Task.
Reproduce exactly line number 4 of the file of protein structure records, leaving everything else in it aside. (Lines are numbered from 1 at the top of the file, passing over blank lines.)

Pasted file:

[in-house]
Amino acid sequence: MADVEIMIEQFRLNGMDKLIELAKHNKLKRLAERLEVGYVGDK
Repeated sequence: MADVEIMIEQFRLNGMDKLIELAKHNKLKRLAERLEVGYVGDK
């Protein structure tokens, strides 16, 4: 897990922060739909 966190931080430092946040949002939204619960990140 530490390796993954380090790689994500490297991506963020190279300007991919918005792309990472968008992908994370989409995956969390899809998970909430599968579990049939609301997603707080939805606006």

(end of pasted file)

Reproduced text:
């Protein structure tokens, strides 16, 4: 897990922060739909 966190931080430092946040949002939204619960990140 530490390796993954380090790689994500490297991506963020190279300007991919918005792309990472968008992908994370989409995956969390899809998970909430599968579990049939609301997603707080939805606006």